Anderson v. Alaska Packers Ass'n

Annotate this Case

635 P.2d 1182 (1981)

Wilbur G. ANDERSON, Appellant, v. ALASKA PACKERS ASSOCIATION; Alaska Pacific Assurance Company; Alaska Workers' Compensation Board, Appellees.

No. 5101.

Supreme Court of Alaska.

November 13, 1981.

*1183 James F. Vollintine, Anchorage, for appellant.

Charles P. Flynn, Burr, Pease & Kurtz, Inc., Anchorage, for appellees.

Before RABINOWITZ, C.J., CONNOR, BURKE and MATTHEWS, JJ., and COOKE, Superior Court Judge.[*]


BURKE, Justice.

This is an appeal from a final judgment of the superior court affirming a decision of the Alaska Workers' Compensation Board. The Board's decision denied an injured seaman's claim for benefits under the Alaska Workers' Compensation Act, AS 23.30.005-.270. We affirm, having concluded that the claim is one subject to the exclusive jurisdiction of the United States.

Appellant Wilbur G. Anderson, a commercial fisherman, was injured on June 17, 1977, when he became entangled in a winch aboard the Crane, a purse seine vessel owned by Alaska Packers Association. Anderson, the captain of the vessel, was operating the Crane under a lease agreement with Alaska Packers. The injury occurred while the vessel was fishing in navigable waters, approximately one mile from Chignik Lagoon, a small coastal village in south-western Alaska.

Anderson filed a claim against Alaska Packers and its insurance carrier, Alaska Pacific Assurance Company, contending that he was an employee of Alaska Packers and, therefore, entitled to compensation benefits under the Alaska Workers' Compensation Act. The Alaska Workers' Compensation Board ruled that Anderson was an independent contractor, rather than an employee of Alaska Packers, and denied his claim. On appeal to the superior court, the Board's decision was affirmed. This appeal followed.[1]


The United States Constitution, article III, section 2, provides that "[t]he judicial power [of the federal government] shall extend to all cases ... of admiralty and *1184 maritime jurisdiction... ." Section 1333 of title 28 of the United States Code gives the federal district courts "original jurisdiction, exclusive of the courts of the States, of: (1) Any civil case of admiralty or maritime jurisdiction, saving to suitors in all cases all other remedies to which they are otherwise entitled." Gilmore and Black define admiralty jurisdiction as extending

to all waters, salt or fresh, with or without tides, natural or artificial, which are in fact navigable in interstate or foreign water commerce, whether or not the particular body of water is wholly within a state, and whether or not the occurrence or transaction that is the subject matter of the suit is confined to one state.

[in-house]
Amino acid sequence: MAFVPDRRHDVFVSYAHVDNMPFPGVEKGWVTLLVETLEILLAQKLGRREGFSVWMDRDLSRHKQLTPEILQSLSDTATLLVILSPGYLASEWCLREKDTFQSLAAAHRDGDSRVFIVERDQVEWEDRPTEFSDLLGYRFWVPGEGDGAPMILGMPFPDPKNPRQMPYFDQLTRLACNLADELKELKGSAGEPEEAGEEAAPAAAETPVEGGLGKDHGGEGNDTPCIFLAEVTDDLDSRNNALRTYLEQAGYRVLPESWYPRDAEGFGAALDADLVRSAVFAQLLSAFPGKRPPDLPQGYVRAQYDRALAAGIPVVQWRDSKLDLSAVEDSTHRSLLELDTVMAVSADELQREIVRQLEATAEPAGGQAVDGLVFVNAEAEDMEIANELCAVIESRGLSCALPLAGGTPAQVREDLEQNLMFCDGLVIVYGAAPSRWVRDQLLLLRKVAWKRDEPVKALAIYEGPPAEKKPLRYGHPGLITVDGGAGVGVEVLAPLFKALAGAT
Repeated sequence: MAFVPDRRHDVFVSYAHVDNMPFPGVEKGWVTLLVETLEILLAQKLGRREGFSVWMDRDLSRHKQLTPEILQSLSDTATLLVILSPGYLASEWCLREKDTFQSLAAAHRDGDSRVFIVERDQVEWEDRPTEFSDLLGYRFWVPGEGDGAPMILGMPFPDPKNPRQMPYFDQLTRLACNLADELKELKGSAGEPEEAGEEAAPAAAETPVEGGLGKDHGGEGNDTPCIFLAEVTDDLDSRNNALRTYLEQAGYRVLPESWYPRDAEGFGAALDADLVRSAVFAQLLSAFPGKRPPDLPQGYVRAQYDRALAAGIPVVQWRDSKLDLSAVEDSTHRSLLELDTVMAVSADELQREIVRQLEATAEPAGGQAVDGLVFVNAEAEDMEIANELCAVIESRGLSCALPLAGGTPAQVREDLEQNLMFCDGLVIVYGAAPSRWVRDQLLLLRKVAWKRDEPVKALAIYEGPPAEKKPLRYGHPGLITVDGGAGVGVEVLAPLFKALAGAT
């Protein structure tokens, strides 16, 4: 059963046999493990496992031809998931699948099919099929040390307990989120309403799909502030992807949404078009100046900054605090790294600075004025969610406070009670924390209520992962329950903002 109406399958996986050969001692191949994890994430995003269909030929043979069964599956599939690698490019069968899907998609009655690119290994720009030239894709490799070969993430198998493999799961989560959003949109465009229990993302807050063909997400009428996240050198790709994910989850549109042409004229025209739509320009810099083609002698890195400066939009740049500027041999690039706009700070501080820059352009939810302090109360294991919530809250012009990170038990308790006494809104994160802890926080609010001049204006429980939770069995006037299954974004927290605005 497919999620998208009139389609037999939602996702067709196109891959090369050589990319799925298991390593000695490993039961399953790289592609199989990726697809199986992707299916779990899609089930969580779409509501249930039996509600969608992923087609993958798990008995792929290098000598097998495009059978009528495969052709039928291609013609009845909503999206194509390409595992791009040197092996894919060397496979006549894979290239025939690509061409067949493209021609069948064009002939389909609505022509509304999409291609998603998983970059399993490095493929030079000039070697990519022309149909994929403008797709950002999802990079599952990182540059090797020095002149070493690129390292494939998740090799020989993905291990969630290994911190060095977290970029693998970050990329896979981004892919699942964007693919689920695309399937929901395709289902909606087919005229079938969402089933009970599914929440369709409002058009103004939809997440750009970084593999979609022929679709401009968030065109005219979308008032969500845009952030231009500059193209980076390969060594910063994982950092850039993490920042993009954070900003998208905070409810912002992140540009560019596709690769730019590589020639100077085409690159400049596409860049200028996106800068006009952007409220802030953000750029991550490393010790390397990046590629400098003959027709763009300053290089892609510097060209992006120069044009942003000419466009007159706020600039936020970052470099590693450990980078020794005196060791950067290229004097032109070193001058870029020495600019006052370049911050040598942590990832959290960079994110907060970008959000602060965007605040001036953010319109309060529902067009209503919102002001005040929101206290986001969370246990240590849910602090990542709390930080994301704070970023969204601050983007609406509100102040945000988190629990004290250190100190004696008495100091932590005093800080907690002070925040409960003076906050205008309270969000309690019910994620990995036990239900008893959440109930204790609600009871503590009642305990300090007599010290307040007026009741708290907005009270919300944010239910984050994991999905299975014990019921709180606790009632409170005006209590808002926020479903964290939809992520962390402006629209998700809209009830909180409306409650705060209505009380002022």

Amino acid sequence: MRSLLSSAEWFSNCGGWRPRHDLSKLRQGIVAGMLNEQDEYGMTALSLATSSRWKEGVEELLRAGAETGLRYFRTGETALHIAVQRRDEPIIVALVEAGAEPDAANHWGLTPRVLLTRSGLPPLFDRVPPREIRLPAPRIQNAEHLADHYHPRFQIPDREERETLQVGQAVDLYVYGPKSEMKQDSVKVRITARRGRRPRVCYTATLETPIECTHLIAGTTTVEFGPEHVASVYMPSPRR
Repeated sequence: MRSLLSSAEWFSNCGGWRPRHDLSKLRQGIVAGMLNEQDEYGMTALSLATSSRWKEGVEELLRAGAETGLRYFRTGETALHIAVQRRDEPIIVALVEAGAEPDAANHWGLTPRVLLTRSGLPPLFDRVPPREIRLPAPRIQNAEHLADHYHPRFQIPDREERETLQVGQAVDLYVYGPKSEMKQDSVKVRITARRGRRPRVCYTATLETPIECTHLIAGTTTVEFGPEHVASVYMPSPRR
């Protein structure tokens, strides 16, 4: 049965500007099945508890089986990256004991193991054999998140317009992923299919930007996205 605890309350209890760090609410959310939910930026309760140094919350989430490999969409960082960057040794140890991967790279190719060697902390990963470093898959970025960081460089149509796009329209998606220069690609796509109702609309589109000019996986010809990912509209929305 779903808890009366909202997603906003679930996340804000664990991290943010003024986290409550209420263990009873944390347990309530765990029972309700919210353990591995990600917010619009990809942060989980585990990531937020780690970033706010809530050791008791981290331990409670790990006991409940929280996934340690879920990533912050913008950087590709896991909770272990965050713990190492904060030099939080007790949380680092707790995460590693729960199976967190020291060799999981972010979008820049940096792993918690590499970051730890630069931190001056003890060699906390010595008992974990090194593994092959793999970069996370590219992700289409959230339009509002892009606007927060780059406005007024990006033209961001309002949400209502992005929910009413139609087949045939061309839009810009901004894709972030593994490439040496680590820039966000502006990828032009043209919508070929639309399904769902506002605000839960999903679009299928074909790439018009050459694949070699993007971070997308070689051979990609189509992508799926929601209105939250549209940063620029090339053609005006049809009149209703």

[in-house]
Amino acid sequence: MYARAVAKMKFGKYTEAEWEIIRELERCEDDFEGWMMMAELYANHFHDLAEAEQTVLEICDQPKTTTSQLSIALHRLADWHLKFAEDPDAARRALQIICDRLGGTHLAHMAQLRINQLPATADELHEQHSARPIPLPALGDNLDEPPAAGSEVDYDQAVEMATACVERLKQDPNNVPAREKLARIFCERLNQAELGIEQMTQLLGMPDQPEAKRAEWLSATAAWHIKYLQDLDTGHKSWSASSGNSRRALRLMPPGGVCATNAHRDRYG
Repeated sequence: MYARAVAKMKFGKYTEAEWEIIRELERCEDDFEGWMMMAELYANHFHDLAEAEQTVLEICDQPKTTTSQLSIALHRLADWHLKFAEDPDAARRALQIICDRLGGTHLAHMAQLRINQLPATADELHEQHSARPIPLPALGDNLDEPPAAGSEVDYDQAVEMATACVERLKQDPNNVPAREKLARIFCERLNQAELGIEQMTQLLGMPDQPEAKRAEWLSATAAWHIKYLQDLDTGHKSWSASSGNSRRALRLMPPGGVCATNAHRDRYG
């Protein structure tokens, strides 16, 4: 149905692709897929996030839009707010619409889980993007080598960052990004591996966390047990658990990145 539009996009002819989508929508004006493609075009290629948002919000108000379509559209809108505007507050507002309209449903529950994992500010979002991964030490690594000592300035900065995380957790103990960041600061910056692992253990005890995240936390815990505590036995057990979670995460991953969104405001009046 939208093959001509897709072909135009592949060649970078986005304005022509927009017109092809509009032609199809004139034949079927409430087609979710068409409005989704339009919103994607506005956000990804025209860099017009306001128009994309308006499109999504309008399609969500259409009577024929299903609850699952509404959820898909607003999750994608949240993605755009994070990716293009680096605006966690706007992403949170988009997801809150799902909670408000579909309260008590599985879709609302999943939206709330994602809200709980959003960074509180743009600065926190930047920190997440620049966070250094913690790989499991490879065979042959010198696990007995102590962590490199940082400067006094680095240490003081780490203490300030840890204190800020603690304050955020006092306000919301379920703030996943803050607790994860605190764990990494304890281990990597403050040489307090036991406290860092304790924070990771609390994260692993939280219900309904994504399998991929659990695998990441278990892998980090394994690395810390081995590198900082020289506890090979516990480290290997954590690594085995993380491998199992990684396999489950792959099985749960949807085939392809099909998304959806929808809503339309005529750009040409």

G. Gilmore & C. Black, The Law of Admiralty § 1-11, at 32 (2d ed. 1975) (footnote omitted).

The policy behind the grant of exclusive jurisdiction is to ensure a nationally uniform system of maritime law. The Lottawanna, 88 U.S. (21 Wall.) 558, 575, 22 L. Ed. 654, 662 (1874), cited with approval in Moragne v. States Marine Lines, 398 U.S. 375, 402, 90 S. Ct. 1772, 1788, 26 L. Ed. 2d 339, 357 (1970).

The United States Supreme Court recently had occasion to discuss the interrelationship of state compensation laws and the exclusive federal admiralty jurisdiction. Justice Brennan wrote for a unanimous court in Sun Ship, Inc. v. Pennsylvania, 447 U.S. 715, 100 S. Ct. 2432, 65 L. Ed. 458 (1980) that:

The evolution of the law of compensation for workers injured in maritime precincts is familiar. In 1917, Southern Pacific Co. v. Jensen, 244 U.S. 205 [37 S. Ct. 524, 61 L. Ed. 1086] (1917), declared that States were constitutionally barred from applying their compensation systems to maritime injuries, and thus interfering with the overriding federal policy of a uniform maritime law. Subsequent decisions invalidated congressional efforts to delegate compensatory authority to the States within this national maritime sphere. Knickerbocker Ice Co. v. Stewart, 253 U.S. 149 [40 S. Ct. 438, 64 L. Ed. 834] (1920); State of Washington v. W.C. Dawson & Co., 264 U.S. 219 [44 S. Ct. 302, 68 L. Ed. 646] (1924). At the same time, the Court began to narrow the Jensen doctrine by identifying circumstances in which the subject of litigation might be maritime yet "local in character," and thus amenable to relief under state law. Western Fuel Co. v. Garcia, 257 U.S. 233, 42 S. Ct. 89, 66 L. Ed. 210 (1921); Grant Smith-Porter Ship Co. v. Rohde, 257 U.S. 469, 42 S. Ct. 157, 66 L. Ed. 321 (1921). And, in 1927, Congress was finally successful in extending a measure of protection to marine workers excluded by Jensen by enacting a federal compensation law the Longshoreman's and Harbor Workers' Compensation Act [LHWCA], 33 U.S.C. § 901 et seq. That statute provided, in pertinent part, that "[c]ompensation shall be payable [for an injury] ... occurring upon the navigable waters of the United States ... if recovery ... through workmen's compensation proceedings may not validly be provided by State law."

Id. at 717, 100 S. Ct. at 2435, 65 L. Ed. at 458.

Excluded from the coverage of the LHWCA at their own request, see Gilmore & Black, supra, at 427, were masters or members of the crew of vessels, 33 U.S.C. § 902(3), as these "seamen" were covered by the traditional maritime remedies of maintenance and cure, the Jones Act (46 U.S.C. § 688), and liability for unseaworthiness of a vessel. These divisions between persons doing similar work, or doing work subject to characterization as being in one or more categories, engendered questions in the courts in the years following the Jensen decision. Concerning those covered by the LHWCA, the Sun Ship court spoke of three "jurisdictional spheres":